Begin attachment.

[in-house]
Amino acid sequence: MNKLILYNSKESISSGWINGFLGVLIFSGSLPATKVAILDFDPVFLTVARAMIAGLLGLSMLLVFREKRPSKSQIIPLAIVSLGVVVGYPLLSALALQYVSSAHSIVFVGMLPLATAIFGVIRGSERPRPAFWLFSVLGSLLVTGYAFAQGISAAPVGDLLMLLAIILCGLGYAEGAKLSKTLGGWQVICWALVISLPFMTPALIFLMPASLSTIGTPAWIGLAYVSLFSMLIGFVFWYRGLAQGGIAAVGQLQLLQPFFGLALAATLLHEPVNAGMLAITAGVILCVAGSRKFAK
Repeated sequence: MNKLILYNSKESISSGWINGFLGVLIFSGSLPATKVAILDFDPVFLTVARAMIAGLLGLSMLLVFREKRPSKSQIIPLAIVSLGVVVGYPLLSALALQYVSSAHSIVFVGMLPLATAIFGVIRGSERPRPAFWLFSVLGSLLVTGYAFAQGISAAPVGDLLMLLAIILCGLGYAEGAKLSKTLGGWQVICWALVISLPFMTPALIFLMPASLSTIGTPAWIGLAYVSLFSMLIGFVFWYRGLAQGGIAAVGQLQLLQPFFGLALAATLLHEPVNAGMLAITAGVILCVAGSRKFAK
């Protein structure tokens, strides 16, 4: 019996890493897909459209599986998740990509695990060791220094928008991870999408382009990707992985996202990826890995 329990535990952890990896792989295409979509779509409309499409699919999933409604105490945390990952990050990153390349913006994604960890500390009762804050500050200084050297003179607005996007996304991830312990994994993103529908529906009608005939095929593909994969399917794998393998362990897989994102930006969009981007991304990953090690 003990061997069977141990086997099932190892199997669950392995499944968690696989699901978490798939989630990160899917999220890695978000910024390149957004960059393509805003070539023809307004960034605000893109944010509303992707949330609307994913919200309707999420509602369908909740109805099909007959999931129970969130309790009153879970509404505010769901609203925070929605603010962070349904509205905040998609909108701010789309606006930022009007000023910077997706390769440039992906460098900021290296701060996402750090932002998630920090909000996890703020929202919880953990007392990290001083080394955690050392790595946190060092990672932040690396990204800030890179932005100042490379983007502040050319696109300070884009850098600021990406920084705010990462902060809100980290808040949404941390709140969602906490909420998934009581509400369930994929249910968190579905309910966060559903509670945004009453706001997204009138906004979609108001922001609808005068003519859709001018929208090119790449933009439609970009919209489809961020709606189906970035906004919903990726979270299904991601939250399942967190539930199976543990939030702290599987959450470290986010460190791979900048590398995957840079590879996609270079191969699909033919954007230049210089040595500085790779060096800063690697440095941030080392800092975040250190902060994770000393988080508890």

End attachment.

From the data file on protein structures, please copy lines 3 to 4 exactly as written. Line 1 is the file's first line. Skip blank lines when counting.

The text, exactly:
Repeated sequence: MNKLILYNSKESISSGWINGFLGVLIFSGSLPATKVAILDFDPVFLTVARAMIAGLLGLSMLLVFREKRPSKSQIIPLAIVSLGVVVGYPLLSALALQYVSSAHSIVFVGMLPLATAIFGVIRGSERPRPAFWLFSVLGSLLVTGYAFAQGISAAPVGDLLMLLAIILCGLGYAEGAKLSKTLGGWQVICWALVISLPFMTPALIFLMPASLSTIGTPAWIGLAYVSLFSMLIGFVFWYRGLAQGGIAAVGQLQLLQPFFGLALAATLLHEPVNAGMLAITAGVILCVAGSRKFAK
């Protein structure tokens, strides 16, 4: 019996890493897909459209599986998740990509695990060791220094928008991870999408382009990707992985996202990826890995 329990535990952890990896792989295409979509779509409309499409699919999933409604105490945390990952990050990153390349913006994604960890500390009762804050500050200084050297003179607005996007996304991830312990994994993103529908529906009608005939095929593909994969399917794998393998362990897989994102930006969009981007991304990953090690 003990061997069977141990086997099932190892199997669950392995499944968690696989699901978490798939989630990160899917999220890695978000910024390149957004960059393509805003070539023809307004960034605000893109944010509303992707949330609307994913919200309707999420509602369908909740109805099909007959999931129970969130309790009153879970509404505010769901609203925070929605603010962070349904509205905040998609909108701010789309606006930022009007000023910077997706390769440039992906460098900021290296701060996402750090932002998630920090909000996890703020929202919880953990007392990290001083080394955690050392790595946190060092990672932040690396990204800030890179932005100042490379983007502040050319696109300070884009850098600021990406920084705010990462902060809100980290808040949404941390709140969602906490909420998934009581509400369930994929249910968190579905309910966060559903509670945004009453706001997204009138906004979609108001922001609808005068003519859709001018929208090119790449933009439609970009919209489809961020709606189906970035906004919903990726979270299904991601939250399942967190539930199976543990939030702290599987959450470290986010460190791979900048590398995957840079590879996609270079191969699909033919954007230049210089040595500085790779060096800063690697440095941030080392800092975040250190902060994770000393988080508890």